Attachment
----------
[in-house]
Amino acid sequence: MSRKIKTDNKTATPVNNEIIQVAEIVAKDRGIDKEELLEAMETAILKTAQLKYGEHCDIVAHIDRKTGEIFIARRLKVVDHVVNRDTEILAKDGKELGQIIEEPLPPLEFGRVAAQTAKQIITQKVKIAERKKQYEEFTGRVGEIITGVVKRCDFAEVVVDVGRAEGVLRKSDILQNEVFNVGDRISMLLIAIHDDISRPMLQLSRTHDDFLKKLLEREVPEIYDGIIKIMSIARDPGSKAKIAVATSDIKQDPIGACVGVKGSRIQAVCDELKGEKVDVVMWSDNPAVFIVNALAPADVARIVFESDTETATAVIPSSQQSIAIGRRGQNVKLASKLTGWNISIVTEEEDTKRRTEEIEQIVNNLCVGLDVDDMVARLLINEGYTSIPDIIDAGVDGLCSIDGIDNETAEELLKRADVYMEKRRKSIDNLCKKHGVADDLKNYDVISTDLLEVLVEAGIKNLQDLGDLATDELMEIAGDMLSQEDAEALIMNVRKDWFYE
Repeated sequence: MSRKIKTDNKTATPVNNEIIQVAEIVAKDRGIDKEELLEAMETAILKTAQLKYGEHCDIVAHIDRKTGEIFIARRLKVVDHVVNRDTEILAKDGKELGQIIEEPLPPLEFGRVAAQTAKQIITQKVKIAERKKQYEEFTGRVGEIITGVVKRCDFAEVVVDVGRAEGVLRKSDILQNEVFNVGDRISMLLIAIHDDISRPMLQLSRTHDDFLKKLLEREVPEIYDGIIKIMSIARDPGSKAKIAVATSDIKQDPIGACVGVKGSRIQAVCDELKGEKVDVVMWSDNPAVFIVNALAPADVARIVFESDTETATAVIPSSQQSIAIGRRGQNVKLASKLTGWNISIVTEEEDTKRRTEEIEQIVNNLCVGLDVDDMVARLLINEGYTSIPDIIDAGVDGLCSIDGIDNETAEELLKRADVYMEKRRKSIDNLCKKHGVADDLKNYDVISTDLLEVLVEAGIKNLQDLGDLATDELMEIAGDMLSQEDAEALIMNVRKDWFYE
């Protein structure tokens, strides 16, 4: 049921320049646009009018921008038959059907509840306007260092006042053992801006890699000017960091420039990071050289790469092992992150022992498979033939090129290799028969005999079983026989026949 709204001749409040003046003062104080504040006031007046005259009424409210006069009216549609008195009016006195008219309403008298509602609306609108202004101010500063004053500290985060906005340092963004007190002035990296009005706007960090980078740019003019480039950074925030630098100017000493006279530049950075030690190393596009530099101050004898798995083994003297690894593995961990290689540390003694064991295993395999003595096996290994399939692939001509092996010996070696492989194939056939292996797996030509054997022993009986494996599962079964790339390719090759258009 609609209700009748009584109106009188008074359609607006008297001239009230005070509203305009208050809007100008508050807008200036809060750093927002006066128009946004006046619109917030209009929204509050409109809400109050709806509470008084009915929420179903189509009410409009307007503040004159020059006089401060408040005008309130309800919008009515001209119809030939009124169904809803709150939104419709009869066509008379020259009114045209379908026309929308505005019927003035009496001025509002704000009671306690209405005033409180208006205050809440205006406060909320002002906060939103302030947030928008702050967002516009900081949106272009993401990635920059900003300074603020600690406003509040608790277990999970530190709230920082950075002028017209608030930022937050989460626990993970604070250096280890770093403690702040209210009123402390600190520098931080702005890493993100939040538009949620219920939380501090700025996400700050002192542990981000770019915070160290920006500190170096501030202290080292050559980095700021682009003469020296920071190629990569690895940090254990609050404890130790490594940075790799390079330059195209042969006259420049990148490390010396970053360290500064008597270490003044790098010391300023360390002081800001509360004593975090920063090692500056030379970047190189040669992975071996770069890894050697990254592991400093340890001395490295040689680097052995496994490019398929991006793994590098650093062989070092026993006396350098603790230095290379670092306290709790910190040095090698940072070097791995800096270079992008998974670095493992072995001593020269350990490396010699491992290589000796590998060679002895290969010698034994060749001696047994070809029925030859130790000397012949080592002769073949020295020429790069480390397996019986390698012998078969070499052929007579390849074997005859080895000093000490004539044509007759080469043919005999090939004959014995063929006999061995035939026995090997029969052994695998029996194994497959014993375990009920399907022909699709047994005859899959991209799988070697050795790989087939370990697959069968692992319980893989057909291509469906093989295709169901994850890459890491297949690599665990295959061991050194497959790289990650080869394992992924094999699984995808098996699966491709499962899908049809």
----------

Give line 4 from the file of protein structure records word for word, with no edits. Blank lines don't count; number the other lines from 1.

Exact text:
């Protein structure tokens, strides 16, 4: 049921320049646009009018921008038959059907509840306007260092006042053992801006890699000017960091420039990071050289790469092992992150022992498979033939090129290799028969005999079983026989026949 709204001749409040003046003062104080504040006031007046005259009424409210006069009216549609008195009016006195008219309403008298509602609306609108202004101010500063004053500290985060906005340092963004007190002035990296009005706007960090980078740019003019480039950074925030630098100017000493006279530049950075030690190393596009530099101050004898798995083994003297690894593995961990290689540390003694064991295993395999003595096996290994399939692939001509092996010996070696492989194939056939292996797996030509054997022993009986494996599962079964790339390719090759258009 609609209700009748009584109106009188008074359609607006008297001239009230005070509203305009208050809007100008508050807008200036809060750093927002006066128009946004006046619109917030209009929204509050409109809400109050709806509470008084009915929420179903189509009410409009307007503040004159020059006089401060408040005008309130309800919008009515001209119809030939009124169904809803709150939104419709009869066509008379020259009114045209379908026309929308505005019927003035009496001025509002704000009671306690209405005033409180208006205050809440205006406060909320002002906060939103302030947030928008702050967002516009900081949106272009993401990635920059900003300074603020600690406003509040608790277990999970530190709230920082950075002028017209608030930022937050989460626990993970604070250096280890770093403690702040209210009123402390600190520098931080702005890493993100939040538009949620219920939380501090700025996400700050002192542990981000770019915070160290920006500190170096501030202290080292050559980095700021682009003469020296920071190629990569690895940090254990609050404890130790490594940075790799390079330059195209042969006259420049990148490390010396970053360290500064008597270490003044790098010391300023360390002081800001509360004593975090920063090692500056030379970047190189040669992975071996770069890894050697990254592991400093340890001395490295040689680097052995496994490019398929991006793994590098650093062989070092026993006396350098603790230095290379670092306290709790910190040095090698940072070097791995800096270079992008998974670095493992072995001593020269350990490396010699491992290589000796590998060679002895290969010698034994060749001696047994070809029925030859130790000397012949080592002769073949020295020429790069480390397996019986390698012998078969070499052929007579390849074997005859080895000093000490004539044509007759080469043919005999090939004959014995063929006999061995035939026995090997029969052994695998029996194994497959014993375990009920399907022909699709047994005859899959991209799988070697050795790989087939370990697959069968692992319980893989057909291509469906093989295709169901994850890459890491297949690599665990295959061991050194497959790289990650080869394992992924094999699984995808098996699966491709499962899908049809």